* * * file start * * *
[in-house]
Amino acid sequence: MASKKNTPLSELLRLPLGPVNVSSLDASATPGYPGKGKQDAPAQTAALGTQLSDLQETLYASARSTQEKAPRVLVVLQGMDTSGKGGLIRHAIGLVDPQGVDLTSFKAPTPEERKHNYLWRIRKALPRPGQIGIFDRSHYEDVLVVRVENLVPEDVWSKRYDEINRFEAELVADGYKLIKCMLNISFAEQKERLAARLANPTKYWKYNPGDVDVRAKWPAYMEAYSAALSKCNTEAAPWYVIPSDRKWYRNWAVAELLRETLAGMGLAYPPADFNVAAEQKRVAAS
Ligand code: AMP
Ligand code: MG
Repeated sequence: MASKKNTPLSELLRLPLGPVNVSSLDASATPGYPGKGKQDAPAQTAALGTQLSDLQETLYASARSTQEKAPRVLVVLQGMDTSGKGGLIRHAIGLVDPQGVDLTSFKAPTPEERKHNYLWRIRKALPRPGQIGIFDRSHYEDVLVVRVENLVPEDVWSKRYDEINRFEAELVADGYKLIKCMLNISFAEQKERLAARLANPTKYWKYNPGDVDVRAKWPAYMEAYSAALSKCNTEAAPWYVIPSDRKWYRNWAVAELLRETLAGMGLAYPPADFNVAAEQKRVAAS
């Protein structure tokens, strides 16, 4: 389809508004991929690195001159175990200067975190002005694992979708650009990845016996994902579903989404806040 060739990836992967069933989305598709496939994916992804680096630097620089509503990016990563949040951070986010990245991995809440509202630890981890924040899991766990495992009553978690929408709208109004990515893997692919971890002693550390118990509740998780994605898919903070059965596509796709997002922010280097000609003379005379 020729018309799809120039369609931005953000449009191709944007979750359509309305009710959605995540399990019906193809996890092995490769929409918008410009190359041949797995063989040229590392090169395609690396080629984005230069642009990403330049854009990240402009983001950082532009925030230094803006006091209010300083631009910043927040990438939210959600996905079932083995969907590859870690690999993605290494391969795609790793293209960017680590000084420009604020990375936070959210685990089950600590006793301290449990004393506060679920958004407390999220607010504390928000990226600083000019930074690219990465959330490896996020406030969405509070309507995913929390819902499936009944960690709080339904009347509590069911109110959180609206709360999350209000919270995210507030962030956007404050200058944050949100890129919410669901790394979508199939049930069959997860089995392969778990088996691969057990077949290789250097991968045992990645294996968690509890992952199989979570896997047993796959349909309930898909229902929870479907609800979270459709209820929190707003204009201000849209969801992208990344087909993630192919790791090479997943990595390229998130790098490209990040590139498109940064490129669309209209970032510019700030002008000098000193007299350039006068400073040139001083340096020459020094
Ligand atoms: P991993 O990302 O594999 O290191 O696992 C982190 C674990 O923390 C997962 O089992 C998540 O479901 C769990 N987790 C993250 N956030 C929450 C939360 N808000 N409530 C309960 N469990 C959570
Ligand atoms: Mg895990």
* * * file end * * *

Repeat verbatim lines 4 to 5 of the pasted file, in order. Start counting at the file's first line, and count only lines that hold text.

Ligand code: MG
Repeated sequence: MASKKNTPLSELLRLPLGPVNVSSLDASATPGYPGKGKQDAPAQTAALGTQLSDLQETLYASARSTQEKAPRVLVVLQGMDTSGKGGLIRHAIGLVDPQGVDLTSFKAPTPEERKHNYLWRIRKALPRPGQIGIFDRSHYEDVLVVRVENLVPEDVWSKRYDEINRFEAELVADGYKLIKCMLNISFAEQKERLAARLANPTKYWKYNPGDVDVRAKWPAYMEAYSAALSKCNTEAAPWYVIPSDRKWYRNWAVAELLRETLAGMGLAYPPADFNVAAEQKRVAAS